Rakoff’s sardonic take on Paris Fashion Week makes this one of his most memorable essays. Here’s what he has to say about Mssr. Karl Lagerfeld: “Seated on a tiny velvet chair, with his large doughy rump dominating the miniature piece of furniture like a loose, flabby, ass-flavored muffin overrisen from its pan, he resembles a Daumier caricature of some corpulent, inhuman oligarch drawn sitting on a commode, stuffing his greedy throat with the corpses of dead children, while from his other end he shits out huge, malodorous piles of tainted money.”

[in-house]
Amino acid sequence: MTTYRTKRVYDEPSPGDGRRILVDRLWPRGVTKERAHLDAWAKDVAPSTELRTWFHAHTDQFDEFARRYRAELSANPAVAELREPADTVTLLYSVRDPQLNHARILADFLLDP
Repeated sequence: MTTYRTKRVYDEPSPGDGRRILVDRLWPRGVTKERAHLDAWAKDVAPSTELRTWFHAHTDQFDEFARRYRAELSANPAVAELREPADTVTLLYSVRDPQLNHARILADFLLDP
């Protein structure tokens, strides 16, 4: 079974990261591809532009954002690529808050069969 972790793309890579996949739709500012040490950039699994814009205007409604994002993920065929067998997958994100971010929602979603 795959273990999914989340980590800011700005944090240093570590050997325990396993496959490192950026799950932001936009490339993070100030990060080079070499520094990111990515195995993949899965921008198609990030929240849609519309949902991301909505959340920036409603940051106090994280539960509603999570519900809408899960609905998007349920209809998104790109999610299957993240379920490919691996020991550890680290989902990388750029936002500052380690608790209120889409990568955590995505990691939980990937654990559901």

Longer essays may also contain an introductory page that defines words and phrases of the essay's topic. Most academic institutions require that all substantial facts, quotations, and other porting material in an essay be referenced in a bibliography or works cited page at the end of the text. This scholarly convention helps others (whether teachers or fellow scholars) to understand the basis of facts and quotations the author uses to support the essay's argument and helps readers evaluate to what extent the argument is supported by evidence, and to evaluate the quality of that evidence. The academic essay tests the student's ability to present their thoughts in an organized way and is designed to test their intellectual capabilities.